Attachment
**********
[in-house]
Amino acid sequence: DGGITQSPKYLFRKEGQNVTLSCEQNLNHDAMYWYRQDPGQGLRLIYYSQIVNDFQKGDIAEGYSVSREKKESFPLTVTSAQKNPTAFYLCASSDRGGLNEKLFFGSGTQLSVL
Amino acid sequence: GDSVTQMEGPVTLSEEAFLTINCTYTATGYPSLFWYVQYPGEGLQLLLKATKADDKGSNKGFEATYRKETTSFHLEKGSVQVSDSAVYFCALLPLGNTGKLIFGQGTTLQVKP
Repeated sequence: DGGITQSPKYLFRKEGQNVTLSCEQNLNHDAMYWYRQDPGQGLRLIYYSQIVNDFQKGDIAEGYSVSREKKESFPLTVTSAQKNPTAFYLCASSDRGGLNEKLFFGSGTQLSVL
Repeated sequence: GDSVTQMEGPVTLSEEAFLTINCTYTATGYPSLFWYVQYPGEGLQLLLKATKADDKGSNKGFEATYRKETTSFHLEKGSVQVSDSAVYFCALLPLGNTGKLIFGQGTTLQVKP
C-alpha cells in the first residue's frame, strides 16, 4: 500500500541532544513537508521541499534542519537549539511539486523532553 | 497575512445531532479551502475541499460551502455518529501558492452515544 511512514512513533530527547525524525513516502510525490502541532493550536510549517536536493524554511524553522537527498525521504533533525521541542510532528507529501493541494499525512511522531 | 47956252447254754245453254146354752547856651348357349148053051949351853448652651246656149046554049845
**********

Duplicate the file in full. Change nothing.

[in-house]
Amino acid sequence: DGGITQSPKYLFRKEGQNVTLSCEQNLNHDAMYWYRQDPGQGLRLIYYSQIVNDFQKGDIAEGYSVSREKKESFPLTVTSAQKNPTAFYLCASSDRGGLNEKLFFGSGTQLSVL
Amino acid sequence: GDSVTQMEGPVTLSEEAFLTINCTYTATGYPSLFWYVQYPGEGLQLLLKATKADDKGSNKGFEATYRKETTSFHLEKGSVQVSDSAVYFCALLPLGNTGKLIFGQGTTLQVKP
Repeated sequence: DGGITQSPKYLFRKEGQNVTLSCEQNLNHDAMYWYRQDPGQGLRLIYYSQIVNDFQKGDIAEGYSVSREKKESFPLTVTSAQKNPTAFYLCASSDRGGLNEKLFFGSGTQLSVL
Repeated sequence: GDSVTQMEGPVTLSEEAFLTINCTYTATGYPSLFWYVQYPGEGLQLLLKATKADDKGSNKGFEATYRKETTSFHLEKGSVQVSDSAVYFCALLPLGNTGKLIFGQGTTLQVKP
C-alpha cells in the first residue's frame, strides 16, 4: 500500500541532544513537508521541499534542519537549539511539486523532553 | 497575512445531532479551502475541499460551502455518529501558492452515544 511512514512513533530527547525524525513516502510525490502541532493550536510549517536536493524554511524553522537527498525521504533533525521541542510532528507529501493541494499525512511522531 | 47956252447254754245453254146354752547856651348357349148053051949351853448652651246656149046554049845